I believe it is repugnant to a civilised community for hospitals to have to rely upon private charity. I believe we ought to have left hospital flag days behind. I have always felt a shudder of repulsion when I have seen nurses and sisters who ought to be at their work, and students who ought to be at their work, going about the streets collecting money for the hospitals. I do not believe there is an Honourable Member of this House who approves that system. It is repugnant, and we must leave it behind – entirely.

The new healthcare reforms would bring flag days back into our lives. Which is a shame, because, despite all the talk of ‘gigantism’, and the attempts to reduce it, lessons have been learned in the NHS and excellence is showing its face.

Recently I began to wonder what Britain now would seem like to Lloyd George and Churchill, Beveridge and Bevan, the not-always-eye-to-eye-seeing visionaries of the Welfare State. And it occurred to me that when some of them sat down to dream about an ideal future, the things that floated into their mind must have looked – surprisingly, perhaps – a great deal like the present health centre in Kentish Town. So I went to visit it. When you walk in, you wonder if you’ve somehow wandered into a North London satellite of Tate Modern. Unlike most receptions, Reception here appears eager to offer you a decent reception, and the building is full of colour, light, optimism and efficiency. People smile. It’s a palace, actually, or a modern church of the common man, and I fancy that half the ailments in existence might be alleviated or cured just by sitting here waiting your turn.

The NHS is, and will always be, an idea. It is an idea that requires constant renewal in the face of depreciation, and some of that renewal has clearly happened here. For those of us who remember some of those scrofulous surgeries of old, those rooms filled with paperwork, cotton swabs, cigarette smoke and resentment, the health centre in Kentish Town will come as a complete surprise. Beside a meeting area is a bank of fold-up bikes for the GPs to use on home visits. Upstairs there is a room where acupuncture can be administered to three patients at a time. There is a gym, a library, several patios with chairs, and soon, they hope, a café. Before the angina, aslant the catarrh, I’m thinking of moving in.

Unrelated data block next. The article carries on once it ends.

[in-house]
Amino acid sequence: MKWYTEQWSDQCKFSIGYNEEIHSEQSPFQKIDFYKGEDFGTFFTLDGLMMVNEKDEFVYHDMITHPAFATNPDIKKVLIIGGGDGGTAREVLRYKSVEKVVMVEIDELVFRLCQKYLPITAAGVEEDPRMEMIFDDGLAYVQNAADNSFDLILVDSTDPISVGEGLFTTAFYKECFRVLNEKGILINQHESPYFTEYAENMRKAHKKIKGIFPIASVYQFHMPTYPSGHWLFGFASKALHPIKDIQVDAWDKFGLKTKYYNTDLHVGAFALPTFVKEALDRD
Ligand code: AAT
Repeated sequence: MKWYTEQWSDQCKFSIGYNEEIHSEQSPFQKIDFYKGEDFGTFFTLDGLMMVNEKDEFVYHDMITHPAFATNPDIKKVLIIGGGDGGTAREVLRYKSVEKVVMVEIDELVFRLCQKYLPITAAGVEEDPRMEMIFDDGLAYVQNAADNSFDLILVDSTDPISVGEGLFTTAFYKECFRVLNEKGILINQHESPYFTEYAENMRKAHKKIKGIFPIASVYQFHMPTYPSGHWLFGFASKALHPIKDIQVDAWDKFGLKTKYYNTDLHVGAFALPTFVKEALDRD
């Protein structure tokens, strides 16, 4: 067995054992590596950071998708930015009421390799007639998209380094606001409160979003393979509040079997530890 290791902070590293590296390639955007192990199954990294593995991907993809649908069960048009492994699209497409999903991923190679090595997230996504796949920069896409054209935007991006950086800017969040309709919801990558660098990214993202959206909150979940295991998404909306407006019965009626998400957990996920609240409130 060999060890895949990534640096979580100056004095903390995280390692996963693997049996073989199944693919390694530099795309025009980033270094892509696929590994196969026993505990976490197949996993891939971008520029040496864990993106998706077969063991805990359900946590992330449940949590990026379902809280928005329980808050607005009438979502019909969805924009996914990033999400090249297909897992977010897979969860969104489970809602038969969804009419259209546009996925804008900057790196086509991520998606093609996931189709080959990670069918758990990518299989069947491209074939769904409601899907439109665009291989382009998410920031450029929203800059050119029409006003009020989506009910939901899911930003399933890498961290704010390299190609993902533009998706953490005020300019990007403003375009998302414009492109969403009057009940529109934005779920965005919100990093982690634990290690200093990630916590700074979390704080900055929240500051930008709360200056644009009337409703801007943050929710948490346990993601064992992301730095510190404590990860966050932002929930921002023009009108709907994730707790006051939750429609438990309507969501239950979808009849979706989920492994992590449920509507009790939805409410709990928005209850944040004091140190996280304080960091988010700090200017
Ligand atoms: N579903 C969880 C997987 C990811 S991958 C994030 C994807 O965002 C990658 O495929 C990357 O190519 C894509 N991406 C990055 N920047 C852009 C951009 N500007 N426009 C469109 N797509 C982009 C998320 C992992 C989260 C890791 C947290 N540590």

Dr Roy Macgregor describes the building as his baby. He spent a dozen or more years arguing for the new health centre and everybody acknowledges that his pride in it contributes to the general atmosphere. The building alone represents a small aesthetic triumph at the top of several streets of grey English houses. Built by Paul Monaghan of Allford Hall Monaghan Morris, it is green-panelled, transparent, a bright uplifting sentence in the worn story of the street. Inside, a group of GPs were discussing preventative measures against heart disease. Other doctors and support staff were moving from room to room, desk to desk, fulfilling an almost Japanese-seeming mission of ‘zero waste’. I sat down with Dr Macgregor and asked him about Andrew Lansley’s way of talking. Is it treatable?

‘My biggest puzzle about these reforms is I don’t understand why we’re doing them,’ he said. ‘The GP community hasn’t been balloted, they haven’t been asked, they haven’t been consulted. They’ve been landed with this role of suddenly holding the purse strings. I have dreaded the day when a patient walks into my room and there’s a pound sign in front of them. And if someone comes to see me, in the new world, and they need an endoscopy to see if they’ve got a gastric ulcer or cancer, instead of meeting that patient’s needs immediately, I’ll be thinking, hold on, in this practice we’ve sent 22 people this month for endoscopies, and my consortium is telling me that last month we had too many endoscopies, so I will think twice. I will think twice about giving this man what he needs and that will affect my clinical care. If I fail to send him for an endoscopy and that man gets cancer, I will have been guilty of giving that man bad care.’

There are family pictures on Macgregor’s pinboard. There are journals and a bike helmet on the desk. He speaks about the new proposals as if their framers didn’t understand the principles of general practice. He sees himself as a clinician: he has to make decisions based on clinical need, and the failure of Lansley or the doom-commentators to understand that puzzles him. ‘I have no desire to hold the budget. I feel there’s a perfectly competent organisation doing that. In our patch, Camden was not in debt and was doing the job efficiently. I have two GPs currently forced to work on this commissioning business: taking up time and not able to see patients as a result.’